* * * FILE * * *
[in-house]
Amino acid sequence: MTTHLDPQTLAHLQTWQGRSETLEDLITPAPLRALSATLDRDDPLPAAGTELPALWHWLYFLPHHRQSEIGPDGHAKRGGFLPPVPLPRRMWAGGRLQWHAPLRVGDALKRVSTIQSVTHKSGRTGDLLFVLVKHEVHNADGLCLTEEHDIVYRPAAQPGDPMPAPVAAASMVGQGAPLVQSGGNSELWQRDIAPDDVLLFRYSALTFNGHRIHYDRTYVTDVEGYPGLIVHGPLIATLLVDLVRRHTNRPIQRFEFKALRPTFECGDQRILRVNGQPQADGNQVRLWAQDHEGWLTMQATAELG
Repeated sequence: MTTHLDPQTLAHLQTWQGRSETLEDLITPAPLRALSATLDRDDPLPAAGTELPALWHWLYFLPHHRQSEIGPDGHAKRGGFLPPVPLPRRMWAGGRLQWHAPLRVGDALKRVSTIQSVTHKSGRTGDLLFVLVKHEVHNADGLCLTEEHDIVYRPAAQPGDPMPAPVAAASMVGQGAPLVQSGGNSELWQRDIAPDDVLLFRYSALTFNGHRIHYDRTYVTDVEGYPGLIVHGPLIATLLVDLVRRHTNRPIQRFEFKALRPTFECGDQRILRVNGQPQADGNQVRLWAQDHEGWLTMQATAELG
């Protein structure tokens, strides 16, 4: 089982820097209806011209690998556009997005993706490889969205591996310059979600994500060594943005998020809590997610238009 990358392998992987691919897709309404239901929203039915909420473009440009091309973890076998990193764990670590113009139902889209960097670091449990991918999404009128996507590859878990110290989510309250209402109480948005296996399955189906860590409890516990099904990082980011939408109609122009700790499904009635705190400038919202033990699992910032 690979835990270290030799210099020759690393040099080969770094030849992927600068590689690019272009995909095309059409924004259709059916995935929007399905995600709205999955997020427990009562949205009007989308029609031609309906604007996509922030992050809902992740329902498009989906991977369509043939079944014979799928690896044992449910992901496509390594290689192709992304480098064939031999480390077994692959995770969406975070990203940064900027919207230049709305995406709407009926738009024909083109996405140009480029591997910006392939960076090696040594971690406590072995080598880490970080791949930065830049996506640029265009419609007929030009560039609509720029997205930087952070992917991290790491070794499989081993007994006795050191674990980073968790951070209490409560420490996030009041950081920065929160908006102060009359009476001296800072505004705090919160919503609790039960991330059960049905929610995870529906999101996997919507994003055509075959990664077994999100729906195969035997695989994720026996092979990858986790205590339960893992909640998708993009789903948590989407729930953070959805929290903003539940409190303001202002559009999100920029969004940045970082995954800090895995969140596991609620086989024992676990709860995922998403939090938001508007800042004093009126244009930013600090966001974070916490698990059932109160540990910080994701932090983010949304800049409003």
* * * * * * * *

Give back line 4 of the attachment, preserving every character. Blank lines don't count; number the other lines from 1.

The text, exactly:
């Protein structure tokens, strides 16, 4: 089982820097209806011209690998556009997005993706490889969205591996310059979600994500060594943005998020809590997610238009 990358392998992987691919897709309404239901929203039915909420473009440009091309973890076998990193764990670590113009139902889209960097670091449990991918999404009128996507590859878990110290989510309250209402109480948005296996399955189906860590409890516990099904990082980011939408109609122009700790499904009635705190400038919202033990699992910032 690979835990270290030799210099020759690393040099080969770094030849992927600068590689690019272009995909095309059409924004259709059916995935929007399905995600709205999955997020427990009562949205009007989308029609031609309906604007996509922030992050809902992740329902498009989906991977369509043939079944014979799928690896044992449910992901496509390594290689192709992304480098064939031999480390077994692959995770969406975070990203940064900027919207230049709305995406709407009926738009024909083109996405140009480029591997910006392939960076090696040594971690406590072995080598880490970080791949930065830049996506640029265009419609007929030009560039609509720029997205930087952070992917991290790491070794499989081993007994006795050191674990980073968790951070209490409560420490996030009041950081920065929160908006102060009359009476001296800072505004705090919160919503609790039960991330059960049905929610995870529906999101996997919507994003055509075959990664077994999100729906195969035997695989994720026996092979990858986790205590339960893992909640998708993009789903948590989407729930953070959805929290903003539940409190303001202002559009999100920029969004940045970082995954800090895995969140596991609620086989024992676990709860995922998403939090938001508007800042004093009126244009930013600090966001974070916490698990059932109160540990910080994701932090983010949304800049409003």